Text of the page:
By suppertime, we were very glad for the tarp between us and the torrents falling from the sky. Small rivers leapt from the edges at several points and rushed off down into the dark, away from our tents. We all had a warm, dry, pleasant night in the rainy forest.

The next morning my sister announced that she and her crew and Mom and Dad were going to take in some of the local attractions—the butterfly house, the nature center, the boardwalk through the marsh. Ross and I were invited to come along. “I want to do something more touristy,” Ross replied. “I want to go Boldt Castle and the fort in Kingston.”

The Viking blood in my veins leads me to fishing at all opportunities. I’ve fished for eight consecutive days on the St. Lawrence and still not wanted to leave. Not going fishing when so close to the water seems unnatural. Rubbing elbows with camera-toting fanny-packing touristas in the summer swelter seems downright perverse. “Well,” I told Ross, “it’s your vacation too. Get your stuff.”

It was a short drive to Alexandria Bay, where we got the ferry to Heart Island, a study in the pain of a lost love and a miniature proxy for the collapse of the Gilded Age. “I definitely want a castle when I get older,” Ross confided. Back at the pier we got some lunch, and then set off through Customs and over the border to Canada.

Kingston was mobbed, more crowded than Times Square, and our map didn’t exactly specify where the fort was to be found. Creeping along in traffic by a park on the waterfront, Ross spotted a tourist information booth. “I’m sure they have local maps and fliers, but there’s no parking within twenty blocks.”

“I’ll go,” Ross said. “Go around the block and pick me up at the next corner.” He was very matter-of-fact about the maneuver, with no sense of urgency or excitement in his voice. He got out and melted into the crowd.

I’ve been in quite a few nasty situations—a burning barn, lost in the woods in the snow, a car wreck, on a boat in a vicious storm—but I’d never known fear as I knew it that day. My thirteen-year-old son had just vanished into a crowd, in a foreign country, with strangers from all over the world, with no way to contact me or for me to find him, except to stick to our simple plan of meeting on the next corner. In one trip around the block, terrors jostled terrors, all spurring my racing imagination …kidnappers, perverts, lost child posters, police interrogations, explaining to my wife, living without him—No! Get a grip! Just turn this corner and you’re on the last leg…there’s the corner up ahead…where is…?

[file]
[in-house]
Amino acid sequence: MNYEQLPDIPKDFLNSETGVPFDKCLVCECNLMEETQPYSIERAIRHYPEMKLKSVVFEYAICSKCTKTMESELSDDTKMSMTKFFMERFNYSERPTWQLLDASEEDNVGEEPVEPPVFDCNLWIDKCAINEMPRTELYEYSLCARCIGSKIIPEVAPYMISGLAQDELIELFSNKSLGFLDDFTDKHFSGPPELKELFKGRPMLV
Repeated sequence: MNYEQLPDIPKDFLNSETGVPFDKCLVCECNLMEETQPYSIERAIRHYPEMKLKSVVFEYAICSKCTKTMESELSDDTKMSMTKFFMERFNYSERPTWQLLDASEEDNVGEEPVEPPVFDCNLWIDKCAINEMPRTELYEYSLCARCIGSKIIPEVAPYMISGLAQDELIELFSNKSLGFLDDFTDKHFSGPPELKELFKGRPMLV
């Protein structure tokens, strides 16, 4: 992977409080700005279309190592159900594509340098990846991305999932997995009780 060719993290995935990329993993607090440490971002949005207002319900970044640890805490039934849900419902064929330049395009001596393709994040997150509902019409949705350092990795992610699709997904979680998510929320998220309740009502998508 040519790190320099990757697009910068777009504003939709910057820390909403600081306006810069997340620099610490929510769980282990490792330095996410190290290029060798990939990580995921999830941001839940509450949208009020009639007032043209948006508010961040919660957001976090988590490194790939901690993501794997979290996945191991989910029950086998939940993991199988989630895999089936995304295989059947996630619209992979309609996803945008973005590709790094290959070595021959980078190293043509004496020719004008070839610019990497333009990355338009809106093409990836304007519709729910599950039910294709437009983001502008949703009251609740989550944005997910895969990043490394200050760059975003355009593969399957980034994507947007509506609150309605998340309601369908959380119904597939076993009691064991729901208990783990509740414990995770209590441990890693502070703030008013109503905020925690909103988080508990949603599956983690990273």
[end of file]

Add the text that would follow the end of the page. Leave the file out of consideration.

The door popped open. “Hi,” he said as he climbed in. He unfolded the map and traced out a route as if nothing had happened. I had aged a lifetime. He was doing something touristy. “Two more blocks and make a right. We’re about a mile from the fort.” Ornately uniformed soldiers, costumed historical lecturers, a mortar demonstration with live fire, views from the battlements, the French, the English, the Americans…it all marched past me in the post-traumatic haze of the afternoon.

Around the campfire that evening everyone recounted the high points of their day. Ross made no mention of his reconnaissance mission in Kingston. Mom tugged my shirt sleeve and whispered, “Your Dad was not very pleased having to pack up and move yesterday, but he said this afternoon he was happy you spoke up.”

The trick is knowing when to give the horse his head, and when to lead.

Tale of a Tail’s Tale
by Methuselah Mouse
It was a cold winter night, but deep under the hay behind the grain bin, the Mouse family was snug and warm. “Tell us about the cat!” the Mouslings begged.

Father Mouse smiled, pleased that his children were so eager to know all about the big world outside the nest. “Gather round, then,” he said. When they were all settled, he began his story. “I was a young Mouse, barely more than a pup, when I first laid eyes on Sheba. The farmer called her Queenie, but I’d listened to the other cats and I knew her name was Sheba. I’d crawled out on a beam in the ceiling of the cow stable. I wanted to see what went on in every part of the barn. The farmer spread some hay in the mangers for the cows to eat, and carried out metal pails and milk cans and all sorts of equipment. Then he went over to a switch on the wall and GRRRUUMMMMMMM!!! On came the vacuum pump—the whole barn trembled and the noise was very scary, at first. The cows had heard that racket many, many times before and took no notice at all, but the cats….the cats came running to the stable from every corner of the barn. It was a great time to be a Mouse because every cat in the barn was right here in one spot where I could keep an eye on them.